Maths is everywhere

December 16, 2023by Editorial Team
Nothing can escape Maths

If there be one constant factor in every creation or artefact in the world and beyond, man made or natural, it is Mathematics. Nothing escapes its embeded signature. Most students unfortunately are caught up in its snare and fear, .losing its primal essence and beauty.

Understanding Maths differently

Mathematics is not just about finding answers but also about learning to ask the right questions. Mathematics is a language and a framework for understanding the world, and the process of formulating the right questions is often where the real depth of mathematical thinking lies. Asking the right questions helps mathematicians collaborate with scientists, engineers, economists, and researchers in other fields to address complex problems. .This approach not only enhances problem-solving skills but also fosters a deeper understanding of the principles that govern the world around us.

Going beyond the realms of numbers, Mathematics delves into our visual, tactile, intuitive domains along with our sense of spatial reasoning, graphical and physical representation. These multiple attributes together contribute to construct our holistic understanding of Maths. We are all using Maths all the time, consciously or unconsciously in our everyday actions.

Maths in nature

Be it the seashell, spirals in a sunflower or the perfect snowflakes, they are all gifts of Maths with their precise and unique patterns. There exists a Golden Ratio that is evident in objects of aesthetic appeal around us. It is a ratio of two numbers, which is approximately 1.618. In humans, facial features aligning with the Golden Ratio contribute to perceived beauty.

Maths is in fact nature’s universal language. Nature follows fascinating patterns and Math is like a decoder that helps us make sense of them. There is a fascinating phenomenon called Fibonacci Sequence, in which each number is the sum of the two preceding ones. This creates an aesthetically pleasing pattern that occurs frequently in nature, be it the arrangement of leaves on a stem or the spirals of a pinecone. Fractals are another intriguing mathematical sequence in nature. It is a “never ending” self-similar repeating shape. A pine cone or the leaves of fern, the tree branches and the branches of the neuron inside our brains follow the fractal pattern. We see a perfect hexagon in a beehive. Concentric circles are formed when a pebble is dropped in the water. Likewise, rings on the inside of a tree’s trunk and an onion and the inside of a flower can contain concentric circles. The conical shape of volcanoes and hills, and even the patterns found on bodies of zebra and cheetah prove that mathematics is linked with nature in so many fascinating ways. Even the tiniest of leaves on trees and their branches follow a silent Mathematical script. It is as if nature communicates through a built-in mathematical language, shaping everything we see around us.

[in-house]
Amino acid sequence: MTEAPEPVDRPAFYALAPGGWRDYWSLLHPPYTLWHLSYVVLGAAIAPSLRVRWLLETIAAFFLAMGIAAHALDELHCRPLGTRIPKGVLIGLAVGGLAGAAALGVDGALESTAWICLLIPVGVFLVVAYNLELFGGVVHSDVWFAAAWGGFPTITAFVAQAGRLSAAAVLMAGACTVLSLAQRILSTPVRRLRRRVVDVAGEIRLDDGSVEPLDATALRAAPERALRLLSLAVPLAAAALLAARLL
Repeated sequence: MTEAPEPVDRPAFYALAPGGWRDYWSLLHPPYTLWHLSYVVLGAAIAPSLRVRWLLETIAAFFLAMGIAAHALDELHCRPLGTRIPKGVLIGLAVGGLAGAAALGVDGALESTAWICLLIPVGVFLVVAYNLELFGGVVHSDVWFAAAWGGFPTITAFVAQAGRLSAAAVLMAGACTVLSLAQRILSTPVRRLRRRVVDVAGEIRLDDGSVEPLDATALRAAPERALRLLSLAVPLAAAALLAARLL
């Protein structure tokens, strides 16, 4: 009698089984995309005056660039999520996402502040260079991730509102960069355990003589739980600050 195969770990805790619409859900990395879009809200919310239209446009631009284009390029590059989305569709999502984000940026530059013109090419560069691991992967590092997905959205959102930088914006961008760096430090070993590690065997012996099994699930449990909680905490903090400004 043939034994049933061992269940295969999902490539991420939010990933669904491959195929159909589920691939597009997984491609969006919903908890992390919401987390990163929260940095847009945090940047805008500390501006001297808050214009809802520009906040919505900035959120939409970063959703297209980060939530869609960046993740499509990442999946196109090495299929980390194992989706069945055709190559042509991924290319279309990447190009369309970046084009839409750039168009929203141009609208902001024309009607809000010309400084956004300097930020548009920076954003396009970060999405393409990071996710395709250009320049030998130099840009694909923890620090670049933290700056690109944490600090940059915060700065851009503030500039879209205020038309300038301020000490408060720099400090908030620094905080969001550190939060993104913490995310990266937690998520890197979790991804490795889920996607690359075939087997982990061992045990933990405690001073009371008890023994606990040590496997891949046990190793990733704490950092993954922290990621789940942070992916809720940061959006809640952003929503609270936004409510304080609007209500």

Galileo had rightly proclaimed, “Mathematics is the language with which the universe has been written. In its eloquent script, we uncover the profound beauty that shapes our existence.”

Maths is fused in every learning domain

Ian Stewart, a noted British Mathematician had remarked, “Mathematics is the science of patterns, and nature exploits just about every pattern that there is.”
In the field of engineering, Maths plays a very vital role. Statistics guides scientists to new discoveries and Calculus makes sure engineers nail down precision in their designs.

Architects use geometric principles to develop floor plans and determine the appropriate placement of rooms within a building. Geometry helps architects achieve proportional balance in their designs. By the usage of ratios such as the golden ratio architects can create aesthetically appealing structures which are aesthetically appealing. The floor in the Taj Mahal has numerous convex and concave polygons seamlessly repeating over and over again and fitting together like puzzle pieces. This is a phenomenon known as tessellation, that involves efficient use of materials and space. The basic calculation for measurements, quantities and material estimates rely on arithmetic. Vectors are used for representing and analyzing the forces acting on the structure. Statistics also finds its role in architecture and is used for data analyzing and predicting trends in construction. Application of Parametric theories is seen in the The Museum of Future in Dubai that is resplendent with its complex shape.

Math as a language is woven into the fabric of how everything communicates and expresses itself. This insight is not just limited to formulas, numbers and calculations but serves as a connection between mathematical principles and the broader language spoken by us.

About the authors

The article has been contributed by the following students from Our Lady Queen of the Missions School, Park Circus: Aishiki Das, Basharat Fatma Yousuf, Meghna Mallick and Samanwita Ghosh.

Get free advice from Global Experts on how your institution can be Future Ready with Experiential Education through S.T.E.A.M.

Get free advice from Global Experts on how your institution can be Future Ready with Experiential Education through S.T.E.A.M.

Contact us
+91 983 148 0116
Global Presence


© 2020 ISTEAM Research Private Limited | GDPR Privacy Policy | Child Protection Policy

× How can I help you?